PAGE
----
School of Graduate Studies

School of Graduate Studies
School of Graduate Studies

Electrical and Computer Engineering

Greenspan, M.1

Acting Head
Yousefi, S.

Chair of Graduate Studies
Chan, W.Y.G.

Blostein, S.D., Bakhshai, A., Cartledge, J.C., Chan, W.Y.G., Frank, B., Gazor, S., Greenspan, M.1, Ibnkahla, M., Jain, P., Kim, I.-M., Korenberg, M.J., Liu, Y.-F., Morin, E.L.2, Rudie, K., Saavedra, C.

Associate Professor
Afsahi, A., Dean, T.R., Freundorfer, A.P., Hashtrudi-Zaad, K., Manijikian, N.,   Yam, S.H. Yousefi, S., Zou, Y.

Professor Emeritus
Eastham, A.R.,  Sen, P.C.

Alajaji, F., Amari, S., Antar, Y.M.M., Cordy, J., Fichtinger, G., Hassanein, H.S., Li, Q., Linder, T., Marshall, J., Mousavi, P., Noureldin, A., Zulkernine, M.

1 - On leave 2015-16
2 - On leave January-June 2016

Departmental Facilities

The Department of Electrical and Computer Engineering is housed in Walter Light Hall which provides over 5,400 square meters of modern research, teaching and classroom facilities. The building is linked to Goodwin Hall which houses the School of Computing. Additional space for undergraduate laboratories and research is located in Beamish-Munro Hall.

Graduate research is supported by an extensive network of personal computers and workstations. In total, there are over one hundred workstations and personal computers maintained within the Department. The administration of the network is both open and flexible to allow the sharing of data, application software, and peripherals among all groups. In addition, an ATM fiber network is available for research use and several research groups also operate stand-alone computer systems linked to specialized research equipment. The Department also provides several computing laboratories to support both graduate and undergraduate courses. Installed operating systems include Unix, Windows, and Windows NT and a wide range of application software is available on both the teaching and research networks. Access to University wide computing resources, such as the Library systems and the Internet, is provided through high speed network switches.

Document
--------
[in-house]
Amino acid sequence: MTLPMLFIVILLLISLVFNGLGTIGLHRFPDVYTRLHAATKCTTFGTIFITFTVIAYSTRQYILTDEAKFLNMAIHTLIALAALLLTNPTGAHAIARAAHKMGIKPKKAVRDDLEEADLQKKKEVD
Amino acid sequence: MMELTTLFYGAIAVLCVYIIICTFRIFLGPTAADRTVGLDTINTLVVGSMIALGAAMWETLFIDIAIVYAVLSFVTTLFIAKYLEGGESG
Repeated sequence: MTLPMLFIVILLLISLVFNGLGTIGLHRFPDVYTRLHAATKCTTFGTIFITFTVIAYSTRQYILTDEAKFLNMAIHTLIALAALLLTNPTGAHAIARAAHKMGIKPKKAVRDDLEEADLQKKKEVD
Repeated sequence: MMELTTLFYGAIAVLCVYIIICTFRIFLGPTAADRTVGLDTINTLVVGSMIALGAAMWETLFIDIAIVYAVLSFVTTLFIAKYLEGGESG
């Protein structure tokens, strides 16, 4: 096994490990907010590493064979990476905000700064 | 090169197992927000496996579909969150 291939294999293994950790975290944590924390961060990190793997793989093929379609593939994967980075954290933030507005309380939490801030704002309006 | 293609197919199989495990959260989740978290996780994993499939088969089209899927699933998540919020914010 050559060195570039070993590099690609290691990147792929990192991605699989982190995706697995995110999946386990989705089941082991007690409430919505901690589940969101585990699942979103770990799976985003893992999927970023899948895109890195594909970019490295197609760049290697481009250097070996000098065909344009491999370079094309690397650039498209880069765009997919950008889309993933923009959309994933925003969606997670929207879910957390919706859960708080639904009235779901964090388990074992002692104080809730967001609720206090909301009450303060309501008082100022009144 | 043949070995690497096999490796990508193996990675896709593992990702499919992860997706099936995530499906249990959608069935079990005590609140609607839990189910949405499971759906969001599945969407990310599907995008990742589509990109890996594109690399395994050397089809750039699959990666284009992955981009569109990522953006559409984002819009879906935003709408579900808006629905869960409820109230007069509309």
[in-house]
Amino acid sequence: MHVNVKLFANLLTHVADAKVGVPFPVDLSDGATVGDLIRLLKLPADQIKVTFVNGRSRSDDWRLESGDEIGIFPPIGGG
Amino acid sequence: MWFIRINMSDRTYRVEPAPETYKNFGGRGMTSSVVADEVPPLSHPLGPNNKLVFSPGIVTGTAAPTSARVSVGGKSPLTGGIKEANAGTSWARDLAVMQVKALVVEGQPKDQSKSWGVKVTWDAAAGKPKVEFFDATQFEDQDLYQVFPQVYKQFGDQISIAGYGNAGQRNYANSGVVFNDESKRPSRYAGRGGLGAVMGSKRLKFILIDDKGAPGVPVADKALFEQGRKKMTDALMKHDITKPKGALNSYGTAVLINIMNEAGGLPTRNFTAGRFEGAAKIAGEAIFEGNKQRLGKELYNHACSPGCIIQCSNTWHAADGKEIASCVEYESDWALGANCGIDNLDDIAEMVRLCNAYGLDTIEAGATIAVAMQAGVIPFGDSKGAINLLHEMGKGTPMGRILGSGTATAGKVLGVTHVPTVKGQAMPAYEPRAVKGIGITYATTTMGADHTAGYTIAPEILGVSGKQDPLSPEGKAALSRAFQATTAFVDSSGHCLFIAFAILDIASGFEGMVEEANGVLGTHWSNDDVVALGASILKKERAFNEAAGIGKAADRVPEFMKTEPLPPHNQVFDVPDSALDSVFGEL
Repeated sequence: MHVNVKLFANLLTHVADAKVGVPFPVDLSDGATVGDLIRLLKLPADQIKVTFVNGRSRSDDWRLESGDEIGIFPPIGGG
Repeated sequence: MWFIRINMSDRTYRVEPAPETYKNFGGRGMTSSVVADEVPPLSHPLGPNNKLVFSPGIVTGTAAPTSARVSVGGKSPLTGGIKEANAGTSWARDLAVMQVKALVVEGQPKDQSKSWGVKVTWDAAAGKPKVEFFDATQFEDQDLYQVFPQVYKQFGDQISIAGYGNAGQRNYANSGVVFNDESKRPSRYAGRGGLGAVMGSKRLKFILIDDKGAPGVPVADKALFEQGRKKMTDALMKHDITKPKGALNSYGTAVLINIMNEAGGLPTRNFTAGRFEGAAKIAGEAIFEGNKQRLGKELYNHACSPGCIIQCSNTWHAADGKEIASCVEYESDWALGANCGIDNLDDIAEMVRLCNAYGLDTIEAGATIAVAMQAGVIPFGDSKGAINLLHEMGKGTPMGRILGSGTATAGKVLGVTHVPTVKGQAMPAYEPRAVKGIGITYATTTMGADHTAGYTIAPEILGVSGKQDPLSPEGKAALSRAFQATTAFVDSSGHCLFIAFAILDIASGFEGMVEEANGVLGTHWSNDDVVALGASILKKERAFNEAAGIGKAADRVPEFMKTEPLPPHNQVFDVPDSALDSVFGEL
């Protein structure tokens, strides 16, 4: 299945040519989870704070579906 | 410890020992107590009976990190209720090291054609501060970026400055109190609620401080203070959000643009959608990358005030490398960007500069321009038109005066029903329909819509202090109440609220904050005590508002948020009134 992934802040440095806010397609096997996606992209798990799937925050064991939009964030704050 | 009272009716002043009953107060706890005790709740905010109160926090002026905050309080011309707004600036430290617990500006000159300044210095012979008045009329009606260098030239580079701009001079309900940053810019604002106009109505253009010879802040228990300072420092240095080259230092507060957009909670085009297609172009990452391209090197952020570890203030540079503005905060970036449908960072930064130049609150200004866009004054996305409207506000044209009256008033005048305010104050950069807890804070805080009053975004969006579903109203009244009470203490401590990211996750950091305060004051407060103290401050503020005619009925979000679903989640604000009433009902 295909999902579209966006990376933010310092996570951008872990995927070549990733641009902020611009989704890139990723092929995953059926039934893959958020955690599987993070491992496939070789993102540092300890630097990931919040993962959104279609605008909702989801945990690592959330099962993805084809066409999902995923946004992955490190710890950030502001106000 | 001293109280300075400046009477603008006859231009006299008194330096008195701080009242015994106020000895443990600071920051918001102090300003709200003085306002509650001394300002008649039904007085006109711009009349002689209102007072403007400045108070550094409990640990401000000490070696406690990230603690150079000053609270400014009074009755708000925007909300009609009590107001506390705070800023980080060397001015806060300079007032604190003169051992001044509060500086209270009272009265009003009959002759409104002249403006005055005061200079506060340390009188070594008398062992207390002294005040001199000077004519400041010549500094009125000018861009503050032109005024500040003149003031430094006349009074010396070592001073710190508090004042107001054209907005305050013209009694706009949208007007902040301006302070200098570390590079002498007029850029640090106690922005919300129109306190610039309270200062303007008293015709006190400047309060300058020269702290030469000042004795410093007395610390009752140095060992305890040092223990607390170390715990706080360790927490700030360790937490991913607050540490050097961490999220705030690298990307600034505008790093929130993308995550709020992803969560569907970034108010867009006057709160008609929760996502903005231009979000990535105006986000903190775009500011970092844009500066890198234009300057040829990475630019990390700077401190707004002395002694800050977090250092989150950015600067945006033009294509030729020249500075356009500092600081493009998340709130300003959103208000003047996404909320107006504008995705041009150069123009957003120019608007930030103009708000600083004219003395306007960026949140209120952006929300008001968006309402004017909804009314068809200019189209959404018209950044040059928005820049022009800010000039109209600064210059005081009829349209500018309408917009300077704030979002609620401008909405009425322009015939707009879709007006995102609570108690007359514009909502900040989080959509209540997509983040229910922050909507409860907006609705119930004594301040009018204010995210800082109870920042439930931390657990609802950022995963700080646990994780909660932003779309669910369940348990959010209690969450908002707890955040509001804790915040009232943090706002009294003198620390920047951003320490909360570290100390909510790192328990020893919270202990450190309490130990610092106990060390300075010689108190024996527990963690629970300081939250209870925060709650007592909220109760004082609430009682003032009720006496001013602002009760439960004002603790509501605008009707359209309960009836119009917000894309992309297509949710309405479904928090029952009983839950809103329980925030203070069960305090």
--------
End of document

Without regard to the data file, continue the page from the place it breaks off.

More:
Facilities in the Department include laboratories, with extensive modern equipment and instrumentation, dedicated to research in digital communications, cellular and satellite communications, wireless network and modems, computer communications, computer architecture and parallel processing, photonic packet switching network, information networks technology and network performance testing and monitoring, image processing, communication signal processing, array signal processing, video image compression, fiber optics, microwave integrated circuits, microwave communications, wireless communications, power electronics, electric drive systems, biomedical engineering, robotics and control systems.

A large number of graduate students are associated with projects being carried out under several federal and provincial centres of excellence, including Communications and Information Technology Ontario (CITO), Photonic Research Ontario (PRO), the Canadian Institute for Photonic Innovations (CIPI), and the Canadian Institute for Telecommunications Research (CITR). Graduate students whose research involves VLSI design have access to the facilities of the Canadian Microelectronics Corporation (CMC) which is located on the Queen's University campus.